Unless there are changes in government regulations or the establishment of single-family home buying programs, First-time single homebuyer can’t be expected to flood the market in droves. And that will affect single-home construction.
That’s not to say the residential construction industry isn’t doing well: Recent April statistics show a 6.6% rise in building starts. But April numbers are also showing that multifamily construction growth rose sharply (13.9%) compared to single home construction growth (3.3%).
This goes against some recent expert projections, but isn’t really surprising, in fact.
The single-family home market has to contend with regulations that are forcing constructors away from affordable single family units and towards building high end homes to absorb considerable costs of complying with them. For example, in California the cost of complying with federal, state and municipal codes has pushed up house pricing by 30% in the last 5 years. This cost now represents an astonishing 24% of the cost of a home.
Affordable (entry level) homes continue to be in short supply. This is driving up the price of available homes and encouraging potential homebuyers to continue to opt for more affordable choices such as rental living arrangements or a multi-family unit.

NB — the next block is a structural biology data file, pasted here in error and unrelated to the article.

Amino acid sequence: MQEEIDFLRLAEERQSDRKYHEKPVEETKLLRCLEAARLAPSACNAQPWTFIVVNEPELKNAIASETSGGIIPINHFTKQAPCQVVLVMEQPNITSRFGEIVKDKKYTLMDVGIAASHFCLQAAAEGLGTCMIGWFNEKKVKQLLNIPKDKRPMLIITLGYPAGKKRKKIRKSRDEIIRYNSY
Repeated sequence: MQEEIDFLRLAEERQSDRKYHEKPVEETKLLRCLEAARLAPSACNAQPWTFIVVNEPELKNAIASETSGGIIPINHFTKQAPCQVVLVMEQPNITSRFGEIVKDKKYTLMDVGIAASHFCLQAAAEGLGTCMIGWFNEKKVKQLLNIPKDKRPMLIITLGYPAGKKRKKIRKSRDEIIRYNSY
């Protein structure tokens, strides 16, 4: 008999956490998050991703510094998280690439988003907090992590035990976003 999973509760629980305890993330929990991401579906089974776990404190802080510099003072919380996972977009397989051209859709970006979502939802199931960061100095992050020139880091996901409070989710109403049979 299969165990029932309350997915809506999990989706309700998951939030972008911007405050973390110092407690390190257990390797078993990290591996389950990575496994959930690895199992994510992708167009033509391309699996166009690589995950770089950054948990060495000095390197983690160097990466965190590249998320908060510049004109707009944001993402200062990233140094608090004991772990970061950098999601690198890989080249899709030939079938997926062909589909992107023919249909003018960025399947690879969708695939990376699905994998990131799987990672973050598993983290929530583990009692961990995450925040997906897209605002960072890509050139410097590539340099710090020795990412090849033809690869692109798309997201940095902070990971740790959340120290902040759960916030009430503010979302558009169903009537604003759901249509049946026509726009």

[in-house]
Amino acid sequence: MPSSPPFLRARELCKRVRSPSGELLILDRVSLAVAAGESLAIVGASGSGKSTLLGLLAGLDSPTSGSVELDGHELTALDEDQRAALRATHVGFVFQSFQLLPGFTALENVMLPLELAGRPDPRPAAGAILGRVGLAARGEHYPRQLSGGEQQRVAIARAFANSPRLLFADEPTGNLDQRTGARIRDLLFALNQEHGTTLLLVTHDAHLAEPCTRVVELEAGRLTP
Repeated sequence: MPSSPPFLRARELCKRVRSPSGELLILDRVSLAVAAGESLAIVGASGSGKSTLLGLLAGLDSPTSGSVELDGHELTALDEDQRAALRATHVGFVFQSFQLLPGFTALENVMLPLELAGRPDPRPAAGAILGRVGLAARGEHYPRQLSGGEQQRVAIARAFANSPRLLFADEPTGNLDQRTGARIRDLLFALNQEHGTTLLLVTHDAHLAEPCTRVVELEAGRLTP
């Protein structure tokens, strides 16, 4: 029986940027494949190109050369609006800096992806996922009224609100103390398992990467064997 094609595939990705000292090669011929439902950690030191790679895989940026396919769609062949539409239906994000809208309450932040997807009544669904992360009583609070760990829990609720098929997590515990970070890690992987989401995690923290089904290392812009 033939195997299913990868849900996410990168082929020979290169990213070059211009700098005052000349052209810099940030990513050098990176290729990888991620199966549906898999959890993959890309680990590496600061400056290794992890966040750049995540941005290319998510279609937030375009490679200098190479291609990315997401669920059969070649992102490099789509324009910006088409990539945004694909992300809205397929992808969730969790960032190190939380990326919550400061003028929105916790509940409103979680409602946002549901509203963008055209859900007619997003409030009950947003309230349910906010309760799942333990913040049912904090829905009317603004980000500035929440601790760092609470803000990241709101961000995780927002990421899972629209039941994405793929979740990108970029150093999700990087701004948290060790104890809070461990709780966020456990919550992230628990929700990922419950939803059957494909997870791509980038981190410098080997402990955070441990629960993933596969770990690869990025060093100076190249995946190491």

This seems to be corroborated by the number of mortgage applications, which are hardly rising, despite interest rates being lower than ever
As overall cost of living slowly continues to rise, and salaries continue not keep up, single-home buyers will be less and less able to afford a new first home, and contractors will be less willing to build them.
There is no foreseeable end to this vicious circle unless the governments at the federal, state and municipal level enable regulation or programs that enable builders to create affordable single-family units.
Millennials are not yet moving towards single family housing. The question is: how many of them will be able to?